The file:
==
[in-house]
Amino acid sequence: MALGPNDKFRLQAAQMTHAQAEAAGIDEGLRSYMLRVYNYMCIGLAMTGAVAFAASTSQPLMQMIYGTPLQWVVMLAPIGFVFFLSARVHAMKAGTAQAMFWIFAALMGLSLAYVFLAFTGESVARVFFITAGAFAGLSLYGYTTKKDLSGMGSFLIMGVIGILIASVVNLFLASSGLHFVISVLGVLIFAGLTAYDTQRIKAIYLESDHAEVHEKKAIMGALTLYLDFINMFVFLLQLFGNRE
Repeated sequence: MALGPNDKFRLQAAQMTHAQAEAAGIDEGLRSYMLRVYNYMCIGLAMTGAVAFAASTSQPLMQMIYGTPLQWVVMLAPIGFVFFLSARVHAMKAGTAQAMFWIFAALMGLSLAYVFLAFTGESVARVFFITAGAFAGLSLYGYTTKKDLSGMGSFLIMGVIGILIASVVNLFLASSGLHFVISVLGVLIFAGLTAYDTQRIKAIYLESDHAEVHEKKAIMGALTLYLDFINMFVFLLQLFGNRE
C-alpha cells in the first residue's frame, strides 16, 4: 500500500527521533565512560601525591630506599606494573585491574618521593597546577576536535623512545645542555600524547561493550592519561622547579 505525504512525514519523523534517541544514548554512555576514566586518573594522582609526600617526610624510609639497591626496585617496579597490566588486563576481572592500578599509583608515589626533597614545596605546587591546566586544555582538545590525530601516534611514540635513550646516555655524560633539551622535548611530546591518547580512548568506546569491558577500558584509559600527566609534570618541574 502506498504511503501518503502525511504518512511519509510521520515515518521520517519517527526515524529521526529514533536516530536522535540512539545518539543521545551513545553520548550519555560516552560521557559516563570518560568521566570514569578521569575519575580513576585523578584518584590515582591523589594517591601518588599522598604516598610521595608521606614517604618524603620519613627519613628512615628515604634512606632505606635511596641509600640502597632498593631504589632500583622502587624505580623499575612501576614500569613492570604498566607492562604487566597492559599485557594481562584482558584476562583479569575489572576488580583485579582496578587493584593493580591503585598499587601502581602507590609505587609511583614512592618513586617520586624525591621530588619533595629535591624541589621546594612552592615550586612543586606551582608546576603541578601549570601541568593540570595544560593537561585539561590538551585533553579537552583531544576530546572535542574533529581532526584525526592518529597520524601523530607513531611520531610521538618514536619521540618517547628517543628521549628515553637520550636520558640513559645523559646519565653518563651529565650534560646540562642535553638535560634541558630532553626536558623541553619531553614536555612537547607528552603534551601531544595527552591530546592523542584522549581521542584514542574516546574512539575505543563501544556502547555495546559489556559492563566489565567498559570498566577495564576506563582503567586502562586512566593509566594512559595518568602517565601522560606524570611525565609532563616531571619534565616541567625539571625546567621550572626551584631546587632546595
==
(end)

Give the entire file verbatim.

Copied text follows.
[in-house]
Amino acid sequence: MALGPNDKFRLQAAQMTHAQAEAAGIDEGLRSYMLRVYNYMCIGLAMTGAVAFAASTSQPLMQMIYGTPLQWVVMLAPIGFVFFLSARVHAMKAGTAQAMFWIFAALMGLSLAYVFLAFTGESVARVFFITAGAFAGLSLYGYTTKKDLSGMGSFLIMGVIGILIASVVNLFLASSGLHFVISVLGVLIFAGLTAYDTQRIKAIYLESDHAEVHEKKAIMGALTLYLDFINMFVFLLQLFGNRE
Repeated sequence: MALGPNDKFRLQAAQMTHAQAEAAGIDEGLRSYMLRVYNYMCIGLAMTGAVAFAASTSQPLMQMIYGTPLQWVVMLAPIGFVFFLSARVHAMKAGTAQAMFWIFAALMGLSLAYVFLAFTGESVARVFFITAGAFAGLSLYGYTTKKDLSGMGSFLIMGVIGILIASVVNLFLASSGLHFVISVLGVLIFAGLTAYDTQRIKAIYLESDHAEVHEKKAIMGALTLYLDFINMFVFLLQLFGNRE
C-alpha cells in the first residue's frame, strides 16, 4: 500500500527521533565512560601525591630506599606494573585491574618521593597546577576536535623512545645542555600524547561493550592519561622547579 505525504512525514519523523534517541544514548554512555576514566586518573594522582609526600617526610624510609639497591626496585617496579597490566588486563576481572592500578599509583608515589626533597614545596605546587591546566586544555582538545590525530601516534611514540635513550646516555655524560633539551622535548611530546591518547580512548568506546569491558577500558584509559600527566609534570618541574 502506498504511503501518503502525511504518512511519509510521520515515518521520517519517527526515524529521526529514533536516530536522535540512539545518539543521545551513545553520548550519555560516552560521557559516563570518560568521566570514569578521569575519575580513576585523578584518584590515582591523589594517591601518588599522598604516598610521595608521606614517604618524603620519613627519613628512615628515604634512606632505606635511596641509600640502597632498593631504589632500583622502587624505580623499575612501576614500569613492570604498566607492562604487566597492559599485557594481562584482558584476562583479569575489572576488580583485579582496578587493584593493580591503585598499587601502581602507590609505587609511583614512592618513586617520586624525591621530588619533595629535591624541589621546594612552592615550586612543586606551582608546576603541578601549570601541568593540570595544560593537561585539561590538551585533553579537552583531544576530546572535542574533529581532526584525526592518529597520524601523530607513531611520531610521538618514536619521540618517547628517543628521549628515553637520550636520558640513559645523559646519565653518563651529565650534560646540562642535553638535560634541558630532553626536558623541553619531553614536555612537547607528552603534551601531544595527552591530546592523542584522549581521542584514542574516546574512539575505543563501544556502547555495546559489556559492563566489565567498559570498566577495564576506563582503567586502562586512566593509566594512559595518568602517565601522560606524570611525565609532563616531571619534565616541567625539571625546567621550572626551584631546587632546595